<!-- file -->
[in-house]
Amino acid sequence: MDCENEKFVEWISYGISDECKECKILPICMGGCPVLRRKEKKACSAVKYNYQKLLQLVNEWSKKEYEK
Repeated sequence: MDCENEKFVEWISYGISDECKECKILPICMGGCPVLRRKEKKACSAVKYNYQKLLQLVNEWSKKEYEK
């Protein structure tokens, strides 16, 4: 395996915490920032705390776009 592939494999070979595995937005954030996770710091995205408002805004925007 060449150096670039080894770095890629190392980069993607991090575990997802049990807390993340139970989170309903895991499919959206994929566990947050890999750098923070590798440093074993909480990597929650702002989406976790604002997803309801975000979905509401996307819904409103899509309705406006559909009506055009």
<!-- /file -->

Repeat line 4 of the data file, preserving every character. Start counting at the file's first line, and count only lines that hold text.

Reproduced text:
């Protein structure tokens, strides 16, 4: 395996915490920032705390776009 592939494999070979595995937005954030996770710091995205408002805004925007 060449150096670039080894770095890629190392980069993607991090575990997802049990807390993340139970989170309903895991499919959206994929566990947050890999750098923070590798440093074993909480990597929650702002989406976790604002997803309801975000979905509401996307819904409103899509309705406006559909009506055009």